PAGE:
Brands shy away from live sports as consumer spending dries up

In 1973, Richard Carpenter and John Bettis wrote a song for the album Now & Then. The song, ‘Its Yesterday Once More’, was a roaring hit. For retro music aficionados, it is a song that speaks of the past, of an era that can scarce be forgotten.

It could well have been a song that was meant for the football fans in France as, last weekend, 5,000 of them were allowed inside the stadium meant for 25,000. It was the first football match in Europe where spectators were back after the pandemic-enforced break, watching their favourite stars in action.

Paris Saint-Germain stars Neymar and Kylian had red masks on their faces as they emerged into the playing arena. They also had messages to thank the health workers on their kits.

There was no real competitive flavour, which was played as an exhibition match at Normandy. For fans and players alike, all eyes from Europe and beyond were on the match as the two teams kicked off. PSG’s opponent was no match to the firepower of Neymar and Icardi who scored twice each. They ended with a comfortable win.

Every time PSG put the ball in the net, the familiar roar of the crowd was pleasing to the ear. It was the roar of the crowd which could have made everyone sing, ‘Its Yesterday Once More’.

France is the only country among the top five leagues in Europe that allowed fans inside the stadium. Bundesliga has concluded for the season without fans’ presence while Serie A, Premier League and La Liga have not had any fans either.

Fans & brands missing

There can be differing views on whether fans should have been allowed into the stadium for a football match.

Across the English Channel, cricket found a footing as the West Indies and England began a three-test series, again without any fans in the stadium. It was the first cricket match being played in England in several months.

The first test lived up to its billing and Caribbean heroes managed to eke out a victory. The matches, telecast live on Sony Liv for the Indian market. Barring the odd brand that could be seen on the perimeter boards, there was no advertisements.

Cricket may have returned but the money that works like oil for the game has not. ECB is now talking of £380 million loss if the entire series was wiped out. Australia is banking on a visit from India working out later this year or face a potential A$300 million loss. If no IPL held this year, BCCI’s losses are estimated at $530 million. South Africa’s Standard Bank did not renew the deal in April and it could add to the hole in its finances.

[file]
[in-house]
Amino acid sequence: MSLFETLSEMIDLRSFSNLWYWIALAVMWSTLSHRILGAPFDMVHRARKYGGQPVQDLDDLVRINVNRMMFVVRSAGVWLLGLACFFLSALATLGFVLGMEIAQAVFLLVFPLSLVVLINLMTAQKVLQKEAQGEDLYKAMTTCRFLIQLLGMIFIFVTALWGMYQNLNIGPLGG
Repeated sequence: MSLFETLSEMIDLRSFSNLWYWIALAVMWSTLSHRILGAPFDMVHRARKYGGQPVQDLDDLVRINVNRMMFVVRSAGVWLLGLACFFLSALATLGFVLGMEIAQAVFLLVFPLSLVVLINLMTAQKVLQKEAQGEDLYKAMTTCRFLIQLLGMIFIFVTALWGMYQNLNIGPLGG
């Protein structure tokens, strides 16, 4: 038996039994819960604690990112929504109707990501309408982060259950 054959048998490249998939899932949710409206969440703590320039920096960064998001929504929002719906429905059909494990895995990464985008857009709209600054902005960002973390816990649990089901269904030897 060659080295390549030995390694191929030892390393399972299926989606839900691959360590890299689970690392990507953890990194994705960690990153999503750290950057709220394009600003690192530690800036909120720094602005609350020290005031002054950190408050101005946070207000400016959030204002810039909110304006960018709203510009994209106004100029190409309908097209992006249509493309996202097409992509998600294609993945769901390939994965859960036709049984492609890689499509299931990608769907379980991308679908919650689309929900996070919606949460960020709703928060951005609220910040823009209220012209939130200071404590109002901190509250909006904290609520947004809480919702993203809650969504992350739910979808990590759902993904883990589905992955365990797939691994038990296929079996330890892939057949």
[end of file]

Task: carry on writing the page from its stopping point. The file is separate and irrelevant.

The State of boards in Bangladesh, Afghanistan, Sri Lanka, Ireland and Pakistan have been, relatively, worse. There has been little reason for brands to join hands for since the sport has not been seeing any action. The last international ODI, for example, was played between Australia and New Zealand on March 13 in an empty Sydney Cricket Ground. Mercifully, Test cricket has resumed and the shorter formats are set to begin too.

All the cricket boards would love their ‘Its yesterday once more’ moment.

US sports may resume

NBA plans to start play with 22 of the 30 teams being seen in action. There will be no spectators in the stadium and playoffs can begin on August 17. The matches are going to be played at one location only. The only threat to the league moving to the next stage is the rising number of cases across the country, which has now hit crossed 77,200 in one day on July 17.

The acrimony between players and owners of baseball teams, thanks to the shortened league that hits income of both sides, has added to already disrupted schedule for the league. NFL, MLS and the other leagues are also facing their own challenges.

But as has been seen with the West Indies-England match, even with the live sports returning, sponsors and brands may not be ready to return. Brands believe that their message to consumers may go waste since consumer spending has been cut down. That, effectively, cuts down on the number of brands who’d like to associate with sport now.

With consumers holding back spending, return to sport would also mean that broadcasters may be left holding the baby, if live sport returns. The ratings for such programming can be expected to be good. In a buyers’ market today, the broadcasters are still on a weak footing.

Meanwhile, if you want to relive the incredible lyrics and that Carpenters song, here’s the YouTube link. Broadcasters, players, team owners – everyone could get goose pimples.

  • Ashutosh Sinha is the founder of WordWiseWeb Media. Read his weekly column on the business of sport here. He can be connected on Twitter at ashutoshsinha00.

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